Rural Development Program
Rural community development program goes one crucial step further than the medical mission trips conducted by IFA in the past. The goal is to improve healthcare in the rural communities by addressing the root causes, not just the symptoms, of poverty. IFA proposes to do this through its strategic community health and development projects which can address the underlying causes of poverty: food insecurity, water scarcity, poor roads and inadequate health infrastructure so that rural communities the means to improve their own lives and those of their children.
Rural Medical Mission 2012
IFA has conducted two successful medical missions in 2011 and 2012: The missions served nearly 6000 patients in Northern Shoa Zone, in Amhara Region., bringing much needed services to an area of the country which is beginning to receive the attention it needs. Rural area healthcare worker and facilities benefitted in the transfer of knowledge and technology, while hundreds regained their eyesight.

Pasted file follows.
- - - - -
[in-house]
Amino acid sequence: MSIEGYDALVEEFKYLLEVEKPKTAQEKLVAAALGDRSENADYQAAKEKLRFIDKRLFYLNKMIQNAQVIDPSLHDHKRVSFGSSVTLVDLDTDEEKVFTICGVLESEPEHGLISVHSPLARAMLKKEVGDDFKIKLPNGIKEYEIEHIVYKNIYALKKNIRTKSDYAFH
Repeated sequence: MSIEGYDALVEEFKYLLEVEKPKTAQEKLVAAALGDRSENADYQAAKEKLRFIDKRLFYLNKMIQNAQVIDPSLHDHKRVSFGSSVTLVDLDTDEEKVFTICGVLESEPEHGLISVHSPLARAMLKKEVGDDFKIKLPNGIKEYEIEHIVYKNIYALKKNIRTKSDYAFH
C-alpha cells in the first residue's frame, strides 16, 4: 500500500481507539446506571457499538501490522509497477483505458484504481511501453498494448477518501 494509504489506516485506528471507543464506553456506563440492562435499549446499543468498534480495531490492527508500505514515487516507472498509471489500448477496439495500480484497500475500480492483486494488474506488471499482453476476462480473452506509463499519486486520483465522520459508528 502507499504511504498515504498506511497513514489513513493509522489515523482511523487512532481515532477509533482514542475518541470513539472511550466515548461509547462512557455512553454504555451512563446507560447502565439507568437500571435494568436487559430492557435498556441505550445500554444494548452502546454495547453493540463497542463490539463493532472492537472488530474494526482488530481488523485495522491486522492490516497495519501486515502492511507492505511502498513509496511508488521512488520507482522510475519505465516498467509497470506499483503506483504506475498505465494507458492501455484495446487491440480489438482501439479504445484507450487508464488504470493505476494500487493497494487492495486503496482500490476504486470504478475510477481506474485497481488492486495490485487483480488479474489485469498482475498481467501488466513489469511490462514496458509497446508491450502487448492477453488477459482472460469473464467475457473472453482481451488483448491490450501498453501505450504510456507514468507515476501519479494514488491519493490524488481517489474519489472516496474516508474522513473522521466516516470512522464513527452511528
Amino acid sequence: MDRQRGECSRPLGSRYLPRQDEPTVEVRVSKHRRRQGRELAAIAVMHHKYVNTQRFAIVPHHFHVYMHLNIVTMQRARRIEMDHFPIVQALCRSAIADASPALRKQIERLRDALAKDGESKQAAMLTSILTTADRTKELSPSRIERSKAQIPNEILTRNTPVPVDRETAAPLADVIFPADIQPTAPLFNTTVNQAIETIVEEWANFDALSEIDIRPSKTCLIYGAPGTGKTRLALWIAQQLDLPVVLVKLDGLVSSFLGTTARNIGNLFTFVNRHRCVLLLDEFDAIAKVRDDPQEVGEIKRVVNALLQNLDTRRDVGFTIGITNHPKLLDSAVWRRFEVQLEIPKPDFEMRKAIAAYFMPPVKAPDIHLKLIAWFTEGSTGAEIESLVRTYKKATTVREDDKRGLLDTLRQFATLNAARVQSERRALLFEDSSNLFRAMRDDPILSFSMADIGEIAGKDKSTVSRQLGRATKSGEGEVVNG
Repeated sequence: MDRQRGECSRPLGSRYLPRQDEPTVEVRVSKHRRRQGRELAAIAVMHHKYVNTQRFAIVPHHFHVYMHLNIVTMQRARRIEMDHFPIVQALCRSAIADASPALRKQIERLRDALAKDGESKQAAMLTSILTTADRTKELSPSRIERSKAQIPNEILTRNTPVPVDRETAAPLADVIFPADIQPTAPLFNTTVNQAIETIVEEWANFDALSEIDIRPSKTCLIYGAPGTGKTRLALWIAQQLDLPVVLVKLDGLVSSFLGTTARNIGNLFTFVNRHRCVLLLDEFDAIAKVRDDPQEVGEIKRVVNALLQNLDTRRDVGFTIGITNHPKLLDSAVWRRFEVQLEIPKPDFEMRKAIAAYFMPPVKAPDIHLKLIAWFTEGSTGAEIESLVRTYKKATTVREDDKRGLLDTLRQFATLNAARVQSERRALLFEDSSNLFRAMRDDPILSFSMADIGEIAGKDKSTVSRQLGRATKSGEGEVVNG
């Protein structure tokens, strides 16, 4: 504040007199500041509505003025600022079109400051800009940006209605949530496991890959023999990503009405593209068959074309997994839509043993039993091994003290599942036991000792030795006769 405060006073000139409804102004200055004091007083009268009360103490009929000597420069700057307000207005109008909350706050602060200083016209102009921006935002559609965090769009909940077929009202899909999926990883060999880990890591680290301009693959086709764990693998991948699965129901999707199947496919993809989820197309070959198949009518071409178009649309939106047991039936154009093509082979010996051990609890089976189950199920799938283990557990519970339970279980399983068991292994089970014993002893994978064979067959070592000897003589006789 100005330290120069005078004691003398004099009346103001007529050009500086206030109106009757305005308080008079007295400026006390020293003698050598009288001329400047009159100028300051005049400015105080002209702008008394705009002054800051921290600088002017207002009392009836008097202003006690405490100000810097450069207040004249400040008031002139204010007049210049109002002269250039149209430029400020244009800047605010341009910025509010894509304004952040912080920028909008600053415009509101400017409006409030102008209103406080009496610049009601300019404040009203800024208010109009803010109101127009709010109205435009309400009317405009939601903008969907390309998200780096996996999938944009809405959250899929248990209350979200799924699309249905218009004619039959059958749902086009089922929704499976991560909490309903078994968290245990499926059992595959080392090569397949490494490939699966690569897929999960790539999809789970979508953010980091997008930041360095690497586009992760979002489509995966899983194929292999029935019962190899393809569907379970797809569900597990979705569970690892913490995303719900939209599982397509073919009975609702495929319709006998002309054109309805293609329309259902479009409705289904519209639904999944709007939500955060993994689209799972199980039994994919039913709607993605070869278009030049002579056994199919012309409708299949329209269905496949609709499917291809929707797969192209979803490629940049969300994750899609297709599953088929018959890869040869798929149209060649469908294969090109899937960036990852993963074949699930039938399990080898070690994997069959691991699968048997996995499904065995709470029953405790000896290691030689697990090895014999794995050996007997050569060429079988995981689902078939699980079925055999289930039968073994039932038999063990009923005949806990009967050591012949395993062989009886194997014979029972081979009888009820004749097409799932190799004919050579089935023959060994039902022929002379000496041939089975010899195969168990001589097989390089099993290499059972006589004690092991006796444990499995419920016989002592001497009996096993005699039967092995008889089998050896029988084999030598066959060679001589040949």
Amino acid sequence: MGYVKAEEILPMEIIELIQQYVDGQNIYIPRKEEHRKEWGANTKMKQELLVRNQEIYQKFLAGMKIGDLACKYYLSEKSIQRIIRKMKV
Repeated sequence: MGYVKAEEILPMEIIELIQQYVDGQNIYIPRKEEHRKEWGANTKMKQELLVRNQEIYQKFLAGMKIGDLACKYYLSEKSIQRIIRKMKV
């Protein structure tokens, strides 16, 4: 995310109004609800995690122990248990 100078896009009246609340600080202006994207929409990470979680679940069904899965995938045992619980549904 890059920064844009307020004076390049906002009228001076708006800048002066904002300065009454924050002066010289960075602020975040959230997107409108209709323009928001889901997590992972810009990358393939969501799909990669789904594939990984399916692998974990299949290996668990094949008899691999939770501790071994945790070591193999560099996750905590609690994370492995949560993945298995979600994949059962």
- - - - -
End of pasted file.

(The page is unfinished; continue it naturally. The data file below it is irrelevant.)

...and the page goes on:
IFA organized its first rural medical mission to Zemero, Ethiopia in 2011. This medical mission, headed by Dr. Anteneh Roba, IFA founder and president, was part of IFA’s Rural Development Program and consisted of three doctors, one nurse practitioner, two registered nurses, two newly graduated nurses and two pharmacists. The health care problems faced by the people in rural areas of Ethiopia are immense. The goal of this Medical Mission was to provide improved medical care to the Zemero community. The team arrived to find over 5,000 people waiting to be seen; a mother, 8 months pregnant had walked for three days with her two-year-old child The response was staggering and overwhelming. Some of the people were blind, some had been carried there and many people were hungry, malnourished and had been suffering from medical conditions for several years. IFA was supposed to be there for a week but unfortunately the medicine supplies ran out after treating just 800 people over 4 days.